F 1.59 1. The pm peak hour (5pm-6pm) is almost as busy.60 1. Pedestrians access the station by crossing the Forest Road (W) and Blackhorse Road (S) arms of the junctions. with 1235 pedestrians crossing the junction.6 and 5. compared with a total of 1440 pedestrians crossing during the am peak hour.7 below.58 Blackhorse Lane Station is situated on the south-west corner of this junction. 1. Traffic 1. predominantly in the direction to enter the station.6 Blackhorse Station Junction (Forest Road/Blackhorse Lane) Pedestrians 1. Pedestrian movements were counted on the Forest Road (W).61 .62 Vehicle turning movements and pedestrian movements for the peak hours (8am-9am and 5pm-6pm) are provided in the figures 5. Movements across Blackhorse Road (N) were not counted. when 720 pedestrians cross Forest Road (W) and 540 pedestrians cross Blackhorse Road (S). Forest Road (E) and Blackhorse Road (S) arms of the junctions. The busiest hour for pedestrian flows is in the am peak hour (8am-9am.
F 1.8 PM Peak Hour Movements .7 AM Peak Hour Movements F 1.
detector’s identify buses and extend the appropriate stage of the signals to give enough time for the bus to clear the junction. • 1. Two model have therefore be produced. Bus Priority measures are installed on all arms of the junction. the first contains the bicycle stage and runs a cycle time of 138 seconds. The junction operates using Vehicle Actuated (VA) detection. by modelling the movement of traffic through the junction based upon traffic theories developed by Webster and Cobbe. see figure 5.68 1. LINSIG is unable to explicitly model VA operation with bus and cycle priority.65 The junction currently operates as a 4-arm signalised junction.66 F 1.67 A LINSIG model of Blackhorse Station junction has been assembled to provide further detail on the capacity available at this junction. Forest Road/Blackhorse Lane .9 Junction Modelling 1.1.Stage Diagram 1. There is much less activity between Forest Road (E) and Blackhorse Lane (N) / Blackhorse Road (S). • The bicycle stage (5) is either called every cycle or not called at all. as listed below: The junction is running the Alt Max settings as specified in the Timing Sheet.70 . there are also significant tidal movements between Forest Road (W) and Blackhorse Lane (N) and Blackhorse Road (S). Bicycle detection is installed on the cycle lane and when a cyclist is detected a separate stage is called at the signals.8 below. Method of Control 1.64 1. The model has been set for the busiest peak hour 5pm-6pm.63 In addition to large tidal movements east-west along Forest Road. and • Bus priority is not modelled. the second does not contain the bicycle stage and runs a cycle time of 120 seconds.69 1. The stage diagram shows how a 5th stage is called when a cyclist is detected in the cycle lane. The Forest Road (w) approach to the junction consists of three traffic lanes and a nearside carriageway bicycle lane. VA alters the length of the stages of the junction dependent on levels of traffic demand. therefore to overcome this limitation a number of assumptions have been made.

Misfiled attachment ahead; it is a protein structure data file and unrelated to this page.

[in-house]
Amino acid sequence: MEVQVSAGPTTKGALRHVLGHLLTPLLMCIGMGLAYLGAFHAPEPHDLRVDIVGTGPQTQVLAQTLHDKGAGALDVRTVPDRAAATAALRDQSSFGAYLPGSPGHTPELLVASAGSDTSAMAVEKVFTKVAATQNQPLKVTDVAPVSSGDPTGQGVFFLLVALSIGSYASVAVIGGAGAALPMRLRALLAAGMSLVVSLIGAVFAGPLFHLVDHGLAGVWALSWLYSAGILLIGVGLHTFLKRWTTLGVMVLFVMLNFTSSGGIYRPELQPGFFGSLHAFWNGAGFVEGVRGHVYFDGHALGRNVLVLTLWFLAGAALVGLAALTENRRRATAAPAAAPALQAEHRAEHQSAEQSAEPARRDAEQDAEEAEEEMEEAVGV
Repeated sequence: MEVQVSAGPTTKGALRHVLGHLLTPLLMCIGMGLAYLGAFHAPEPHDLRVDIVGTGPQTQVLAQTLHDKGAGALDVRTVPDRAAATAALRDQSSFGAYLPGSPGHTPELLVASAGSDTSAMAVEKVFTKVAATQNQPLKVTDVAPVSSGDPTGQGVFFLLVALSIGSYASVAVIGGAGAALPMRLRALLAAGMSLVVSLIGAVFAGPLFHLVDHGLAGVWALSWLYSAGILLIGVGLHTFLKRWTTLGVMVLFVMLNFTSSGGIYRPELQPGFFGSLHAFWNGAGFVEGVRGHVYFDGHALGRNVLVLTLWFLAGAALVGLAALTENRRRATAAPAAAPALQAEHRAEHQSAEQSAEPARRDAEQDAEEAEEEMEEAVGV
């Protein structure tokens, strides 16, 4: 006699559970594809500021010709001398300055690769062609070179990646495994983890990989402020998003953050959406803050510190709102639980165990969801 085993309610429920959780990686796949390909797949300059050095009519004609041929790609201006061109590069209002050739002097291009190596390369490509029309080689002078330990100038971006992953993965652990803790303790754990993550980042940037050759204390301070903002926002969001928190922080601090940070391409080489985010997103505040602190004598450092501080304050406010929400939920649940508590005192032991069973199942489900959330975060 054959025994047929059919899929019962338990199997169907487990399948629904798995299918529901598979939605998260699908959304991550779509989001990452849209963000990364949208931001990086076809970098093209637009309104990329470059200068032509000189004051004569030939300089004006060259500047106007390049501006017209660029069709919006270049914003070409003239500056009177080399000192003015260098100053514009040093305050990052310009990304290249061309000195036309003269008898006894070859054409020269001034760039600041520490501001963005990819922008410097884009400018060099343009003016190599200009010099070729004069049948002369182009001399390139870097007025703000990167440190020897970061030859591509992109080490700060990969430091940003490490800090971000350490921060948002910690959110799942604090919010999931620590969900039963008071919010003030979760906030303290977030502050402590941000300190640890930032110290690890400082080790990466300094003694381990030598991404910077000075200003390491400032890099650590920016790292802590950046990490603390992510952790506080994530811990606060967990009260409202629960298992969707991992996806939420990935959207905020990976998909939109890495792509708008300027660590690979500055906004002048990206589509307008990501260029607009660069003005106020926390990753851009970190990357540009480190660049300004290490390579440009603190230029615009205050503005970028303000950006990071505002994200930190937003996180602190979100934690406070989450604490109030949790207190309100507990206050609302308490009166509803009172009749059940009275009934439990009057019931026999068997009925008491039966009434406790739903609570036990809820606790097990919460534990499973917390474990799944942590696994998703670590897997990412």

where the additional capacity provided by VA needs to be properly accounted for. In this case. When the bicycle facility is not called the junction operates a PRC of 13% which indicates that the junction could operate with additional demand during the busiest hour.73 1.3 Que’ PCU 18 7 17 13 12 138s (bicycle stage) Deg Sat% 59.75 .74 1.3 6. which cannot be modelled.3 14. Such modelling may be appropriate for modelling future scenarios that reduce junction capacity to a forecast saturated junction scenario. The PRC is calculated from the maximum degree of saturation on a link and is a measure of how much additional traffic could pass through the junction while maintaining a maximum degree of saturation of 90% on all links. a negative PRC indicates that the traffic demand is greater than can be cleared during the cycle time resulting in delay at the junction.4 75.5 1.0 91.8 0.4 PRC Total Delay 13% 31.Ahead/Left Forest Road (W) . as recommended by TfL. During the PM Peak Hour 14 bicycles were observed to use the cycle lane provided. in place of the bicycle detection for the present cycle lane on Forest Road (W).6 Que’ PCU 22.71 The results of the PM Peak Hour model show that when the bicycle stage is called the Practical Reserve Capacity (PRC) at the junction is significantly reduced.10 Results for the PM Peak Cycle Time 120s (no bicycle stage) Link Name Forest Road (W) .2 11.5 75.0 22. Vehicle actuated (VA) junctions can only be accurately modelled using micro-simulation techniques. using VISSIM software.7 -1.Right Blackhorse Lane (N) Blackhorse Road (S) Forest Road (E) Forest Road (W) – Cycle Lane Junction Overall Demand Flow 974 333 559 443 501 10 Sat Flow 3970 1920 4020 3880 3933 1915 Deg Sat% 55.Baseline Model Results T 1. is likely to result in additional capacity as it responds to the fluctuation of traffic demand at the junction and adjusts the stage lengths accordingly.2 46.4 91.3 15.9 49.5 65.72 1. Therefore a rough estimate of the actual reserve capacity would be in the region of 6%. This would relate on average to a call of the bicycle stage once every two cycles. 1. Bicycles could be prioritised more efficiently by cyclist advance lines on all approaches to the junction.0 53. It should also be noted that VA operation.5% 44.